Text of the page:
Horace Parlan: Four Classic Albums

Double CD collection shows that although classified as a hard-bop pianist, Parlan had a subtler, more economic dimension


Parlan was categorised as a hard-bop and post-bop pianist but there was in reality much more to him than that; he was always much more subtle. Never quite in the first rank at Blue Note – he recorded six albums with them in 1960–61 and another in 1963, later initially released under Booker Ervin’s name, before moving profitably to SteepleChase in 1973 – his legacy is important because he is so listenable.

The opening set, Speakin’ My Piece, typifies his work, slow blues and mid-tempo cookers driven by Tucker and Harewood simmering in the rhythm section while the Turrentine brothers provide clear, clearly enunciated solos. Parlan solos and comps with easy style, always economical with his right hand, as childhood polio had partially crippled the hand, forcing him to develop a more forceful left-hand voice while his right hand comps with highly rhythmic phrases.

It is all so effortless, so timeless, and 60-plus years later still so effective. The album also shows Parlan’s sense of musical adventure, with Stanley Turrentine’s Borderline, a minor blues in the usual AABA form but with a bridge of 10 bars and verses of eight bars each, which works surprisingly well. Likewise, brother Tommy’s Rastus, which sounds like a blues but is not, featuring both major and minor keys over its AABA form, the first two sections consisting of eight bars in a major key followed by four bars in a minor key, then an eight-bar major bridge, a return to a mixed 12-bar section and then a four-bar major tag for each chorus. It all fits together perfectly.

On The Spur Of The Moment is another quintet set, once again with Parlan providing the title track and two pieces – Skoo Chee and Al’s Tune – written by saxophonist Booker Ervin. More uptempo than its predecessor, notably on Skoo Chee, it still comes across with effortless ease, Parlan soloing with style, notably on Al’s Tune, another Ervin number.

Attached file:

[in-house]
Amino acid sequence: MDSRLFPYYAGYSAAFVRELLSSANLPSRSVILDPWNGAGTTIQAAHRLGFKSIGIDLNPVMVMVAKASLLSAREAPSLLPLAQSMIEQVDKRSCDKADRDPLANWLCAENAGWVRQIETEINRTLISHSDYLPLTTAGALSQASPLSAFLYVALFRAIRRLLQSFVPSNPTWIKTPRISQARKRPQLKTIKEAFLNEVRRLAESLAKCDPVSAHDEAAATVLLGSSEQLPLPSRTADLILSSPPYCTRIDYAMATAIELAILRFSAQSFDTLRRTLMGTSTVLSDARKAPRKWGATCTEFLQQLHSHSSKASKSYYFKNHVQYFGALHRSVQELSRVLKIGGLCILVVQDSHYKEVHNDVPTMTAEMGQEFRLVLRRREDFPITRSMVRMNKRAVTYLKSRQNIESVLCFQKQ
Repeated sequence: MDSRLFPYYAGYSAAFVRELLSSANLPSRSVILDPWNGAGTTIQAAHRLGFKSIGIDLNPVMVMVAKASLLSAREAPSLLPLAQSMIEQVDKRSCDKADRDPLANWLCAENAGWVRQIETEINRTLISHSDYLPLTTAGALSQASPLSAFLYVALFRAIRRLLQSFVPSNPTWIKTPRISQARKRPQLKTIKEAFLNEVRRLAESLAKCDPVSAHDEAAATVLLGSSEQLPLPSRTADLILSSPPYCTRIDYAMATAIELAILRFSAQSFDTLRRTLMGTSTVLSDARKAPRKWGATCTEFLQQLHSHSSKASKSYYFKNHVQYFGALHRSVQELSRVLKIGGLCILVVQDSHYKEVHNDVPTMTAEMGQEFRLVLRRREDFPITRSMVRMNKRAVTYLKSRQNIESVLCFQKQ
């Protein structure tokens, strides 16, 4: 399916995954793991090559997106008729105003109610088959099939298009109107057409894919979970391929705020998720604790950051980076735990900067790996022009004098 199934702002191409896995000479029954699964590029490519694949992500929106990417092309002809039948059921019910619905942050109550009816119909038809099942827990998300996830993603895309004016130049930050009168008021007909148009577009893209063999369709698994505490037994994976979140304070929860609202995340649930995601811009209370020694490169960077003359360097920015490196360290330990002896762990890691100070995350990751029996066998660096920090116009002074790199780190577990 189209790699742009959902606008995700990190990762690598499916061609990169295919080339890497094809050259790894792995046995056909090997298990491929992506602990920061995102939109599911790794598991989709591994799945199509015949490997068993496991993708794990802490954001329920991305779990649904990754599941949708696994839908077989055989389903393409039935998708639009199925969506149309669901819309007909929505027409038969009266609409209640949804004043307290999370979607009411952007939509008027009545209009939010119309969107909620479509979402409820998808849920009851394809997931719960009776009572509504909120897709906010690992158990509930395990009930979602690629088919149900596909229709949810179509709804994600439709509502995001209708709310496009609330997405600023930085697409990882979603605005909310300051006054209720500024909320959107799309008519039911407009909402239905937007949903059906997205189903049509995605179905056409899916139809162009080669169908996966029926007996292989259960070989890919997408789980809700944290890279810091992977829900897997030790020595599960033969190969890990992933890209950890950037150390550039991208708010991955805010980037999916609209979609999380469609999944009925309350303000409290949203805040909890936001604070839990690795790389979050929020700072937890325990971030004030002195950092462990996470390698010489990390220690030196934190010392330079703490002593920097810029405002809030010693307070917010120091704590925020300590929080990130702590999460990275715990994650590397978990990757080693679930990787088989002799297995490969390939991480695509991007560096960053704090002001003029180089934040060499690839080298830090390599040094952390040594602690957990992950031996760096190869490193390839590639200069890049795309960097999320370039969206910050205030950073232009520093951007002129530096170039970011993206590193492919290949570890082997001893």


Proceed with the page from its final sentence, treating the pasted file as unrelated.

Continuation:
The Us Three trio set lies at the heart of this reissue. The title track is based on the idea of a gospel chant, starting with one bass voice and then gradually building up to an intense climax. As it is based on just an F minor chord, the emphasis is on pure melodic improvisation. It doesn’t have the depths he was to show on the blues and spiritual duos he recorded with Archie Shepp on SteepleChase in 1977 and 1980, but it still packs a mighty, hypnotic punch, as does another version of Wadin’. I Want To Be Loved shows off his romantic side, Come Rain Or Come Shine successfully combines both tenderness and an earthy feeling, and The Lady Is A Tramp delights in its light-hearted sense of fun. This trio set allows Parlan to shine without front-line rivals, and he is always in control, no matter how laidback he might sound.

The final set is the least successful, the occasional introduction of Ray Barretto on congas and an clichéd Latin vibe cluttering up the music. And that’s not to mention Tucker’s overwrought and wintery solo on Summertime. That said, Parlan does pay homage to Ahmad Jamal by playing his composition Jim Loves Sue. He notes that “… Jamal is capable of ten times what he’s doing. But he has refined his style so that he can say a great deal with so very few notes”. He could have been speaking about himself.

CD1: [Speakin’ My Piece] (1) Wadin’; Up In Cynthia’s Room; Borderline; Rastus; Oh So Blue; Speakin’ My Piece; [On The Spur Of The Moment] (2) On The Spur Of The Moment; Skoo Chee; Al’s Tune; Ray C; Pyramid (82.14)
CD2: [Us Three] (3) Us Three; I Want To Be Loved; Come Rain Or Come Shine; Wadin’; The Lady Is A Tramp; Walkin’; Return Engagement; [Headin’ South] (4) Headin’ South; The Song Is Ended; Summertime; Low Down; Congalegre; Prelude To A Kiss; Jim Loves Sue; My Mother’s Eyes (80.58)

(1) Tommy Turrentine (t); Stanley Turrentine (ts); Parlan (p); George Tucker (b); Al Harewood (d). Englewood Cliffs, New Jersey, 14 July 1960.
(2) as (1). 18 March 1961.
(3) Parlan (p); Tucker (b); Harewood (d). NJ, 20 April 1960.
(4) as (3) but add Ray Barretto (cga). NJ, 6 December 1960.
Avid Jazz AMSC1450